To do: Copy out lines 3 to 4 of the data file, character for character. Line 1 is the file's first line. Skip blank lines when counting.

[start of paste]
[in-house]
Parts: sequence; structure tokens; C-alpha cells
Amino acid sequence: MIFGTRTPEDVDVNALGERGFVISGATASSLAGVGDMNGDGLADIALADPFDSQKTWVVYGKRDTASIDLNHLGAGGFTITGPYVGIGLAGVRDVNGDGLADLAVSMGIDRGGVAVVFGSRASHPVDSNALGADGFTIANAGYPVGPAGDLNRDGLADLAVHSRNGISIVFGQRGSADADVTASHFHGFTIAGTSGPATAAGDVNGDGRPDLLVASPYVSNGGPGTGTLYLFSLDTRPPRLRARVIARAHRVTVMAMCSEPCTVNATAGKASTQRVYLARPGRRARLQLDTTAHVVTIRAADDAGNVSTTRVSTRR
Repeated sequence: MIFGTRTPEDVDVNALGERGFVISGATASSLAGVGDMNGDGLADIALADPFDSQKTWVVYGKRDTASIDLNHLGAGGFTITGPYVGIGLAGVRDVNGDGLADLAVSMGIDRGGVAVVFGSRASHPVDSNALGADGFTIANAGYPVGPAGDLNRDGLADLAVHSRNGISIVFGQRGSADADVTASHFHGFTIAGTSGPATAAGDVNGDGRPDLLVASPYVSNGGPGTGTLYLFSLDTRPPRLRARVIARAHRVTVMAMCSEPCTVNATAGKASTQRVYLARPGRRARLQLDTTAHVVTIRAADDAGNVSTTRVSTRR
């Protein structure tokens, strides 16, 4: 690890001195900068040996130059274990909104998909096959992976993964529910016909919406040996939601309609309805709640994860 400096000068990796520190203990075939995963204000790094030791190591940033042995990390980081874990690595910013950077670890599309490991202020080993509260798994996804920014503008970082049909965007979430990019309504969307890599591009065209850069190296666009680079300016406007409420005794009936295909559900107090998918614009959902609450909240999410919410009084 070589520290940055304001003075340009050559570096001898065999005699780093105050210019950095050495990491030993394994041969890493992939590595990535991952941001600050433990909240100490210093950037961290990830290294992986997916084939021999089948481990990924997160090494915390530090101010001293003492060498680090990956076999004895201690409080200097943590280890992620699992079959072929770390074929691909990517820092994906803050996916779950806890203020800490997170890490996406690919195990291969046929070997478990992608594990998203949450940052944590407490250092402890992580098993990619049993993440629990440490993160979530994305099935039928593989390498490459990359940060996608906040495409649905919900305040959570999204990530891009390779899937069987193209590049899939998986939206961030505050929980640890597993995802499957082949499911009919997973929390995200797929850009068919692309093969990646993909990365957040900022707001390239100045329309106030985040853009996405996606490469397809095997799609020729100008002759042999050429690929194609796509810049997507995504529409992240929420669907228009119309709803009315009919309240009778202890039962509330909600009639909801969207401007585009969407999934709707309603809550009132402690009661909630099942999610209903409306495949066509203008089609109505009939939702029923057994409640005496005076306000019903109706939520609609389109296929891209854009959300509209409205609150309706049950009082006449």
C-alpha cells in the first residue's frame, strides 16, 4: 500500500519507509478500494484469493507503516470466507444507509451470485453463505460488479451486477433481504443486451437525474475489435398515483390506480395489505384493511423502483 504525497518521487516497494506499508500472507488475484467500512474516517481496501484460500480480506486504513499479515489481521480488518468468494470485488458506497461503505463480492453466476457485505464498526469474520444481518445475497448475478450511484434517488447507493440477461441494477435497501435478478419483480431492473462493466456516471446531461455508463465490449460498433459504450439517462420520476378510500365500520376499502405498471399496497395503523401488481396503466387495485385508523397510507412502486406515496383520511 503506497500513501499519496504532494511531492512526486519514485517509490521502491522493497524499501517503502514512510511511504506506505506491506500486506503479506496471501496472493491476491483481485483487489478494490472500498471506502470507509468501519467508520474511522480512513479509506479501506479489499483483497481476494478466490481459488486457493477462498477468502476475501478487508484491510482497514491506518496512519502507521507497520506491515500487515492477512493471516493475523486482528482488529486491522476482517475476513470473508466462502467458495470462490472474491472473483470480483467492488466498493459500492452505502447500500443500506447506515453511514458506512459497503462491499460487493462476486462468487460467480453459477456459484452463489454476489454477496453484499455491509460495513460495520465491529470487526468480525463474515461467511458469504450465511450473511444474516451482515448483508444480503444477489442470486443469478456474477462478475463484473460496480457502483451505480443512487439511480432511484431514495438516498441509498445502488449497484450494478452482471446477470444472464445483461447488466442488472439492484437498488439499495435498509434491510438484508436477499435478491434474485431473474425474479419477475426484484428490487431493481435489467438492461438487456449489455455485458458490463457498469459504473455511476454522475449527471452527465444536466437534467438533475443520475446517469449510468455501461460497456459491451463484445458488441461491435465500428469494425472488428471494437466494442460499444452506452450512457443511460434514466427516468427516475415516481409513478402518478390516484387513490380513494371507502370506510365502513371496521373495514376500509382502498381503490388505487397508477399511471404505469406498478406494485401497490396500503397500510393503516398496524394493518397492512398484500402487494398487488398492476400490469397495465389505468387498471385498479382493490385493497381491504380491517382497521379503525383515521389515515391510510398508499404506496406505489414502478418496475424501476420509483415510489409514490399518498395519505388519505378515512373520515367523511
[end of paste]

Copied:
Amino acid sequence: MIFGTRTPEDVDVNALGERGFVISGATASSLAGVGDMNGDGLADIALADPFDSQKTWVVYGKRDTASIDLNHLGAGGFTITGPYVGIGLAGVRDVNGDGLADLAVSMGIDRGGVAVVFGSRASHPVDSNALGADGFTIANAGYPVGPAGDLNRDGLADLAVHSRNGISIVFGQRGSADADVTASHFHGFTIAGTSGPATAAGDVNGDGRPDLLVASPYVSNGGPGTGTLYLFSLDTRPPRLRARVIARAHRVTVMAMCSEPCTVNATAGKASTQRVYLARPGRRARLQLDTTAHVVTIRAADDAGNVSTTRVSTRR
Repeated sequence: MIFGTRTPEDVDVNALGERGFVISGATASSLAGVGDMNGDGLADIALADPFDSQKTWVVYGKRDTASIDLNHLGAGGFTITGPYVGIGLAGVRDVNGDGLADLAVSMGIDRGGVAVVFGSRASHPVDSNALGADGFTIANAGYPVGPAGDLNRDGLADLAVHSRNGISIVFGQRGSADADVTASHFHGFTIAGTSGPATAAGDVNGDGRPDLLVASPYVSNGGPGTGTLYLFSLDTRPPRLRARVIARAHRVTVMAMCSEPCTVNATAGKASTQRVYLARPGRRARLQLDTTAHVVTIRAADDAGNVSTTRVSTRR